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10 methods to detect file system types in Linux

Determining the file system type in Linux is crucial for optimal system management and operation. Our guide walks you through 10 distinct ways to uncover the specifics of your storage architecture.

by John Horan
identify file system type linux

Exploring the Linux universe can be an exciting journey, but to navigate it successfully, you must first understand your file system. One of the fundamental aspects of working with Linux is knowing how to identify the file system type. This knowledge can help you troubleshoot issues, optimize your system, or simply satisfy your curiosity. As a passionate Linux user, I know the importance of being familiar with the various methods of determining file systems. That’s why I have created a comprehensive guide that showcases my top 10 ways of identifying file systems.

In this guide, we’ll delve into the exciting world of Linux file systems, and you’ll learn some useful tips and tricks along the way. So, let’s dive in and explore the many ways of finding the file system type in Linux!

10 methods to detect file system types

Command/Method Primary Use
df --output=fstype Report file system disk space usage
mount | grep '^/dev' Display all mounted file systems
cat /etc/fstab Show boot-time file system configurations
lsblk -f List block devices with file system type
blkid Provide details on block devices
file -sL /dev/sda1 Detect data type in a file/device
cat /proc/mounts Show the kernel’s table of mounted file systems
findmnt -T /path/to/directory Locate a directory in file system hierarchy
stat -f /path/to/directory Give statistics on files or file systems
sudo fdisk -l Disk partitioning and listing

1. The simple df command


df --output=fstype

The df command is typically used to report file system disk space usage. By adding the --output=fstype flag, you can list the type of file system as well.

Sample Output:

Filesystem Type

My thoughts: This method is straightforward and one I often use when I want quick info without much detail.

2. Exploring with mount


mount | grep '^/dev'

The mount command displays all the mounted file systems. When paired with grep, you can filter out just the devices.

Sample Output:

/dev/sda1 on / type ext4 (rw,relatime)

My thoughts: While this is a classic method, it might not be the most efficient if you have many mounted systems. But it surely reminds me of my early Linux days!

3. Delve into /etc/fstab


cat /etc/fstab

The /etc/fstab file contains information about which file systems should be mounted when the system starts.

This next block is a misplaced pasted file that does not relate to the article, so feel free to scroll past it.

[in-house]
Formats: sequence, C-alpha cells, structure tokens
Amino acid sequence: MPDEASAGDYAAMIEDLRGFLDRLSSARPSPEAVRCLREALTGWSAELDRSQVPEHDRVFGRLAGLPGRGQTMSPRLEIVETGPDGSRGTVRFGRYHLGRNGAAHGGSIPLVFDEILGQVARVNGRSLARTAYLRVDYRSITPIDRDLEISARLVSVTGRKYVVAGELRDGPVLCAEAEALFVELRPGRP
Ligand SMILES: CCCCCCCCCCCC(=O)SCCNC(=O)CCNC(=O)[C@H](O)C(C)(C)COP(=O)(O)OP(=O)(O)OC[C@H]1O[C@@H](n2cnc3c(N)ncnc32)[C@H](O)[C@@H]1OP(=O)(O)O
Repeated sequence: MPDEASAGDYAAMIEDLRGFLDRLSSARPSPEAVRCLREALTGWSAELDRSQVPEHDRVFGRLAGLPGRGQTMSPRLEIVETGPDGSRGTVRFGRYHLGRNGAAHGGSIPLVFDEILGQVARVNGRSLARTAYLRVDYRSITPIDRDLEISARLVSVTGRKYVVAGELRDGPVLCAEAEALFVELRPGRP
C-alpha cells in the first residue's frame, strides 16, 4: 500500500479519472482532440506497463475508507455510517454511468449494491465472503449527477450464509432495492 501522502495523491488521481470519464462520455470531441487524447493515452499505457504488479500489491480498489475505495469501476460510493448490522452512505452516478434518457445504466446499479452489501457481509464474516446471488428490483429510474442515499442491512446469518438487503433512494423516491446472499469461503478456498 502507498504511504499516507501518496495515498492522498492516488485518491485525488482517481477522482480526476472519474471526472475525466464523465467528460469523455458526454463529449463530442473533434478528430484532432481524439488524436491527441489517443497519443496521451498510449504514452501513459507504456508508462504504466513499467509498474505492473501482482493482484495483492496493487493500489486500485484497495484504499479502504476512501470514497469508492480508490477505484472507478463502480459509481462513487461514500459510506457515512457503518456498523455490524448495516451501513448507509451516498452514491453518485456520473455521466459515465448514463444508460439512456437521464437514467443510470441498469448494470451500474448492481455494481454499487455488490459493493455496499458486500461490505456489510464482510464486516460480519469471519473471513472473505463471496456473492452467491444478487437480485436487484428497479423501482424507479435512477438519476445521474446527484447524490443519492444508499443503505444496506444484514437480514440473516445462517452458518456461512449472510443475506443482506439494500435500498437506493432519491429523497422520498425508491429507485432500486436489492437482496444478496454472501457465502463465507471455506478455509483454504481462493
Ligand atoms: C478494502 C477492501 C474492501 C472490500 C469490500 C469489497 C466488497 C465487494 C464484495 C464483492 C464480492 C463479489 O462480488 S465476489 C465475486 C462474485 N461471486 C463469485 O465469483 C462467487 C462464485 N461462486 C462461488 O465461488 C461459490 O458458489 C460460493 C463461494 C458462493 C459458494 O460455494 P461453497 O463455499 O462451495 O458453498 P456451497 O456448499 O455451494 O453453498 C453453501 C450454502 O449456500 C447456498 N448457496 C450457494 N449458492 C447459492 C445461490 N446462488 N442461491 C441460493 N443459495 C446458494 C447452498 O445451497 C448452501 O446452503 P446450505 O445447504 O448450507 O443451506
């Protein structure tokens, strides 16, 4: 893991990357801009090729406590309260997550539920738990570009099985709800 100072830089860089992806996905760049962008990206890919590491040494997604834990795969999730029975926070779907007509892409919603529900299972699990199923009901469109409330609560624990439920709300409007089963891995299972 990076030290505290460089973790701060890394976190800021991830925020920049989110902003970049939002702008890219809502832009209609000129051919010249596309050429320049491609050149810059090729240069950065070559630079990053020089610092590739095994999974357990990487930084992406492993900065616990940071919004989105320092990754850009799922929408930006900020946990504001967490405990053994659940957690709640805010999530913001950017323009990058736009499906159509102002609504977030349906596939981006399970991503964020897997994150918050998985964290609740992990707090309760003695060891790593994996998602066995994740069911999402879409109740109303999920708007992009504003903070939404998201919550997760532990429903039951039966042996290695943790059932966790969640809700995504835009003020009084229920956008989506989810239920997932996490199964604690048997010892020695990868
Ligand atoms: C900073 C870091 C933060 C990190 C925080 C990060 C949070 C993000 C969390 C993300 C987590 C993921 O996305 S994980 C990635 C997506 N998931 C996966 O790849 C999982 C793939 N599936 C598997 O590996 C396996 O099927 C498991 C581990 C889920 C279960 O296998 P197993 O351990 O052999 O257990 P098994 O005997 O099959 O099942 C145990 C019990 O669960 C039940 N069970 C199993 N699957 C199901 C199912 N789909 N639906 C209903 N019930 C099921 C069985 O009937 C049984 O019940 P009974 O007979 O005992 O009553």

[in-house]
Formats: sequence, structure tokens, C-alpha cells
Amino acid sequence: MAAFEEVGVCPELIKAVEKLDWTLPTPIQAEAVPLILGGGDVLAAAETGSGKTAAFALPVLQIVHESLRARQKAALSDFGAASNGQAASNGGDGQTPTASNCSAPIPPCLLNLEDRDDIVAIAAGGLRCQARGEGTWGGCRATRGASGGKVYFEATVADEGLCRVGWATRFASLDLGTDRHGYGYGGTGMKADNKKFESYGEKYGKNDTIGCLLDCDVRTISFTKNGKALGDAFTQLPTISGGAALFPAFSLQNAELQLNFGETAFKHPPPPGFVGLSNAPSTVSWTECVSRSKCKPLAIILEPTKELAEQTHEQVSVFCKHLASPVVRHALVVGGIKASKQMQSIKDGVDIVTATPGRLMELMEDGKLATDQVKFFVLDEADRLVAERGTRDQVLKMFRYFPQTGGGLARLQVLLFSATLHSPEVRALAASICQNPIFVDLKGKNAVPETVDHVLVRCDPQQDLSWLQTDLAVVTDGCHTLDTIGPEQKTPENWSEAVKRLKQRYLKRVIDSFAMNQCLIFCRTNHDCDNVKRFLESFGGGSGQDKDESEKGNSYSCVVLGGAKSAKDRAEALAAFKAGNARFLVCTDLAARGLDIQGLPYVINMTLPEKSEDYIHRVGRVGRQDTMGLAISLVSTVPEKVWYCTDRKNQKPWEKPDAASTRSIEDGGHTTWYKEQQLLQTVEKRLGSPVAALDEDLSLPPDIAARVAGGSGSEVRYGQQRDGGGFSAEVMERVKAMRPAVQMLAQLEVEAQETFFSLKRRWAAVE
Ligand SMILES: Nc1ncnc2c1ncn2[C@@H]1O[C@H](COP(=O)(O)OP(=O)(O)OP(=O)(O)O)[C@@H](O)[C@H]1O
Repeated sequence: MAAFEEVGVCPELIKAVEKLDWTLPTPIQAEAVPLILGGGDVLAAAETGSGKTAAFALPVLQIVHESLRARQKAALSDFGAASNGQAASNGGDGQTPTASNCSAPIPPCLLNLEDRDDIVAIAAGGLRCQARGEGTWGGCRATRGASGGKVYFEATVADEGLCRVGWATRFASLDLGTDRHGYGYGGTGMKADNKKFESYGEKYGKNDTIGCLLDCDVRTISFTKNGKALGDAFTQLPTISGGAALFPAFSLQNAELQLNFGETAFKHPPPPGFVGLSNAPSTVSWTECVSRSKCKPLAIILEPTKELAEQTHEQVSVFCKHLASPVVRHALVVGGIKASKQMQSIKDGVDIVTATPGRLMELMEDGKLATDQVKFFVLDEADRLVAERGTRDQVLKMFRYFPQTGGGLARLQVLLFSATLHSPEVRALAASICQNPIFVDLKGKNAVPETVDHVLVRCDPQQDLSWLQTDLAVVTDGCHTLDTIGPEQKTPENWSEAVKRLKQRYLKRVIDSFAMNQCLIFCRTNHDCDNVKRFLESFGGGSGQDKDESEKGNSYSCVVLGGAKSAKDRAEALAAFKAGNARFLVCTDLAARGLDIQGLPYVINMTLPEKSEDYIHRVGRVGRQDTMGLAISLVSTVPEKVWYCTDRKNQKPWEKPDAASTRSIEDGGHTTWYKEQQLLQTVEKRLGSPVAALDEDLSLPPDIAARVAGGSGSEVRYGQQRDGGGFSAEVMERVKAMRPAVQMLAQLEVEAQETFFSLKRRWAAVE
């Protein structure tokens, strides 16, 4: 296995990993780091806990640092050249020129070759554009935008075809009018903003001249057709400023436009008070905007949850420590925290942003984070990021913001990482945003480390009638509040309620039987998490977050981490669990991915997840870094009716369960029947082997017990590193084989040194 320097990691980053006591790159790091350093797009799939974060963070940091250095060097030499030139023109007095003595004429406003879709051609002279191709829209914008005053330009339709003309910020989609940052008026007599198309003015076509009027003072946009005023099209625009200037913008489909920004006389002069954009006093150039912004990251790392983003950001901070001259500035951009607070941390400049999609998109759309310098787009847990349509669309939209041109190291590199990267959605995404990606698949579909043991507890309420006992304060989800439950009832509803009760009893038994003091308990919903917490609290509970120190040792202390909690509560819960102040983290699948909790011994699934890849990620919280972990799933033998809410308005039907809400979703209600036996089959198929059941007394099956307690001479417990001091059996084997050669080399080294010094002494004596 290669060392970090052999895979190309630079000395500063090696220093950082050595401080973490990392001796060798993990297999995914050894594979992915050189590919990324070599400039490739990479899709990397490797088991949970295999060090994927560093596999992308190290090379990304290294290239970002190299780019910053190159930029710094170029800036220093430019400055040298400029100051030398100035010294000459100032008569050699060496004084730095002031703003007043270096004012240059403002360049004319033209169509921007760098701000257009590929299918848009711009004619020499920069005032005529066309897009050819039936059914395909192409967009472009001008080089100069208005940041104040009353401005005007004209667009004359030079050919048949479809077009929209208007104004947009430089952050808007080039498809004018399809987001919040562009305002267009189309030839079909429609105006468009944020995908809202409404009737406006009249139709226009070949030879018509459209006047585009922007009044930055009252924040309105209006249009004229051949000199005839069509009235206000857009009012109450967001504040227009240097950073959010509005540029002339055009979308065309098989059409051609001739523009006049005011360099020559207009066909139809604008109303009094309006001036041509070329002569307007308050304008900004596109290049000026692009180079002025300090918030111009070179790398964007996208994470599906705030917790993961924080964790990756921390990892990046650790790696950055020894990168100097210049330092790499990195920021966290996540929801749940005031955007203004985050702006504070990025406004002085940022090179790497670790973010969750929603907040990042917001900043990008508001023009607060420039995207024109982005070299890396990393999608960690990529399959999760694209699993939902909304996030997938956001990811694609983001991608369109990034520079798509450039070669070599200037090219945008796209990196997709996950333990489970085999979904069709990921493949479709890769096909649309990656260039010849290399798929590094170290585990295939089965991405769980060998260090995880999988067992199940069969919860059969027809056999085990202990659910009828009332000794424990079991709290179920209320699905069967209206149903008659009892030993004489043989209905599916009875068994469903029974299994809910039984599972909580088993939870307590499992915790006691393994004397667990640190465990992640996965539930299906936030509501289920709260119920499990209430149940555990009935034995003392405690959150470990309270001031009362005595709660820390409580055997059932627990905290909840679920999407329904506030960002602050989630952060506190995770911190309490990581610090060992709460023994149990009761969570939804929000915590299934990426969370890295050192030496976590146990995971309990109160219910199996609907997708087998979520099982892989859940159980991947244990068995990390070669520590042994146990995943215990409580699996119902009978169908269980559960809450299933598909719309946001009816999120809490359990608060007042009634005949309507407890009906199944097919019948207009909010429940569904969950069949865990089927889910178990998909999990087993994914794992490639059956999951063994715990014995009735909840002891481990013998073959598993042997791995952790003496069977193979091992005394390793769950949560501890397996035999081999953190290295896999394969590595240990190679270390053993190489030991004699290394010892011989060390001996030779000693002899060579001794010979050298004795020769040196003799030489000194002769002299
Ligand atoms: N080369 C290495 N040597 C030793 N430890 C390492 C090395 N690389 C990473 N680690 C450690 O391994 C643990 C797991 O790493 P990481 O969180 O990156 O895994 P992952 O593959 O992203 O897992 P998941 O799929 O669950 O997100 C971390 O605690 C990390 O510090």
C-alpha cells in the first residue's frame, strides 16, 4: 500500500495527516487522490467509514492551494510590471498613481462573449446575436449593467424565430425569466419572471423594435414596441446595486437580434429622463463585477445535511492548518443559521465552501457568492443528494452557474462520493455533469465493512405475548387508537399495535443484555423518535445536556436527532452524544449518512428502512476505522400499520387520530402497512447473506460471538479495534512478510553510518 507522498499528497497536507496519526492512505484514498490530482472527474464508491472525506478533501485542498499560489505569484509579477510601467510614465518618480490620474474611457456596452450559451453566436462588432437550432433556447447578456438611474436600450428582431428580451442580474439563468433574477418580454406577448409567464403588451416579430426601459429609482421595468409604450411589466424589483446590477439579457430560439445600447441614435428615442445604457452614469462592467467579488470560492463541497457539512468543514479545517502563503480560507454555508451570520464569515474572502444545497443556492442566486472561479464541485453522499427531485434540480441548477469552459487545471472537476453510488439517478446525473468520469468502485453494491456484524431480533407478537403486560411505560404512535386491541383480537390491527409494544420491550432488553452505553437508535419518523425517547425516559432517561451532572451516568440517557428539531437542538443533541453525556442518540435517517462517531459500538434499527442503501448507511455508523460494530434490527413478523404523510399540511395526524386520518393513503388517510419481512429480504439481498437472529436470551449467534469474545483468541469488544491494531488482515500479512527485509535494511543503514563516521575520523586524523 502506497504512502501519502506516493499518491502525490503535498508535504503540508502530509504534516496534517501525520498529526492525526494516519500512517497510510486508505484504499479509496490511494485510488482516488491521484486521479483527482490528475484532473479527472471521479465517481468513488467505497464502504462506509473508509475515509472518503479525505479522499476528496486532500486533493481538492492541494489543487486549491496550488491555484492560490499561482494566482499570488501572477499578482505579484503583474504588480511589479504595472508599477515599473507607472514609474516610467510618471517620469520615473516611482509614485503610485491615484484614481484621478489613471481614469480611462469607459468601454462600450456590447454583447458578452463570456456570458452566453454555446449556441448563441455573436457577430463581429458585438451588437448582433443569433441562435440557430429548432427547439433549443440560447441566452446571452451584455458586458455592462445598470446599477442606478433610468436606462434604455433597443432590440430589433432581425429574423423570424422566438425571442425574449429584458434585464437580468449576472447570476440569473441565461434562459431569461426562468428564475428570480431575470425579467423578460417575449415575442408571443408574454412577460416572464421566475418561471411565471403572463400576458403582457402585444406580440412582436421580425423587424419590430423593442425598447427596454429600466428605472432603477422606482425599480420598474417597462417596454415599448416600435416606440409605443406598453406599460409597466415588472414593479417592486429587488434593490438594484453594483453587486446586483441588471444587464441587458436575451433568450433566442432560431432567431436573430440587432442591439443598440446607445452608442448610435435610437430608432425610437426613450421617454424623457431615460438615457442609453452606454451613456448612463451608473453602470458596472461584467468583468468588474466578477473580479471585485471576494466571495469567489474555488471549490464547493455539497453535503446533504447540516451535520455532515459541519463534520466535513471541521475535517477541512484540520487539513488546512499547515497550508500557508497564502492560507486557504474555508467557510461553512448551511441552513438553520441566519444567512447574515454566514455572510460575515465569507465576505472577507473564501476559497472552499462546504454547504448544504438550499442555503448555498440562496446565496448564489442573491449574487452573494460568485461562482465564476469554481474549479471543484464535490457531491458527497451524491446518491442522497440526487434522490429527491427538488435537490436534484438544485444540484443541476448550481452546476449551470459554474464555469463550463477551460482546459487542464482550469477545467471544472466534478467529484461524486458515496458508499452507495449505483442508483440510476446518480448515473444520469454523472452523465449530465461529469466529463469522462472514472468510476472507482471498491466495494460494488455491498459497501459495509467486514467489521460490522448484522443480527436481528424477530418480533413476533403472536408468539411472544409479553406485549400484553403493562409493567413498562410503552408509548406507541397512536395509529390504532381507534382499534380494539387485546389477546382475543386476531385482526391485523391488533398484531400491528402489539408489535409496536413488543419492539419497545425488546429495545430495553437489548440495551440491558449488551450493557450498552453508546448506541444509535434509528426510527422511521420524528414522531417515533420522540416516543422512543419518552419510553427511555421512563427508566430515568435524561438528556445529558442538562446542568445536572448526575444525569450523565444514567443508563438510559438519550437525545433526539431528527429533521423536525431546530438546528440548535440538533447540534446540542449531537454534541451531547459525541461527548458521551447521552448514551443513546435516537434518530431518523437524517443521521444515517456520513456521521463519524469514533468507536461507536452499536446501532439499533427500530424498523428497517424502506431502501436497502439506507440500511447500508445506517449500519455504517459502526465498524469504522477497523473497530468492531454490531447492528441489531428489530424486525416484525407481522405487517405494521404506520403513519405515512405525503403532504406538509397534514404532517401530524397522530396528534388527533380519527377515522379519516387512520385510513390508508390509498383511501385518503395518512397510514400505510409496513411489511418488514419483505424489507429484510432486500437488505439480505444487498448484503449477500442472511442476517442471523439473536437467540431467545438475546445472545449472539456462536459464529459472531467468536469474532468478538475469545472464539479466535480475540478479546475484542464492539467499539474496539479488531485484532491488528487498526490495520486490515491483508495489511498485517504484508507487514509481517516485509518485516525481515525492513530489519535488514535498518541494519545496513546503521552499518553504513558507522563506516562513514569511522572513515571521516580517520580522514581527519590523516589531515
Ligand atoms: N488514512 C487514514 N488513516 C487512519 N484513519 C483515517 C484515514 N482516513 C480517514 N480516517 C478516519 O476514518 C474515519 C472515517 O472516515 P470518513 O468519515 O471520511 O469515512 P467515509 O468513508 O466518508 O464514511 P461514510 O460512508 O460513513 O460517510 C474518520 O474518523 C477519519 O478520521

Sample Output:

/dev/sda1  /               ext4    defaults        1 1

Insight: I appreciate this method because it also offers insight into boot-time file system configurations.

4. The lsblk command


lsblk -f

The lsblk command lists all available block devices, and with -f it shows the file system type.

Sample Output:

sda    ext4
sdb    xfs

Opinion: This is among my favorites for its clean output and the breadth of information it provides.

5. The detailed blkid



The blkid command provides detailed info about block devices, including the file system type.

Sample Output:

/dev/sda1: TYPE="ext4"

Reflection: I’ve often leaned on this command when troubleshooting issues with USB drives and external disks.

6. Probing with file


file -sL /dev/sda1

The file command can detect the type of data in a file. When used on a device, it can identify the file system.

Sample Output:

/dev/sda1: Linux rev 1.0 ext4 filesystem data

My thoughts:: This one feels like having a detective tool in my Linux toolkit, quite handy and precise!

7. The filesystem table via /proc


cat /proc/mounts

The /proc/mounts file contains a table of mounted file systems.

Sample Output:

/dev/sda1 / ext4 rw,relatime 0 0

Thought: This method is a deep dive into the kernel’s perspective on mounts, which always fascinates me.

8. The findmnt command


findmnt -T /path/to/directory

The findmnt command locates a directory in the file system hierarchy and reveals the associated file system type.

Sample Output:

/      /dev/sda1 ext4

My thoughts: Whenever I’m curious about a particular directory’s file system, this is my go-to.

9. Using stat for file system details


stat -f /path/to/directory

The stat command provides statistics about files or file systems. With -f, it offers details about the file system.

Sample Output:

Type: ext2/ext3

My Take: It might seem a bit unconventional for this purpose, but it’s great for getting additional statistics as well.

10. The versatile fdisk


sudo fdisk -l

The fdisk command deals with disk partitioning. The -l flag lists partitions along with their file system types.

Sample Output:

Device     Boot Start       End   Sectors  Size Id Type
/dev/sda1  *     2048 20971519 20969472   10G 83 Linux

While I primarily use fdisk for disk management tasks, it’s undeniably useful to glean file system type info occasionally.


Navigating through Linux commands to identify file system types can be an illuminating experience. This guide sheds light on 10 different methods, each with its own unique features and applications, ranging from the simplicity of ‘df’ to the detail-rich ‘fdisk’. The diversity of these commands highlights Linux’s flexibility and depth. Regardless of your level of expertise in the Linux universe, having multiple tools at your disposal can make your journey more insightful and efficient.

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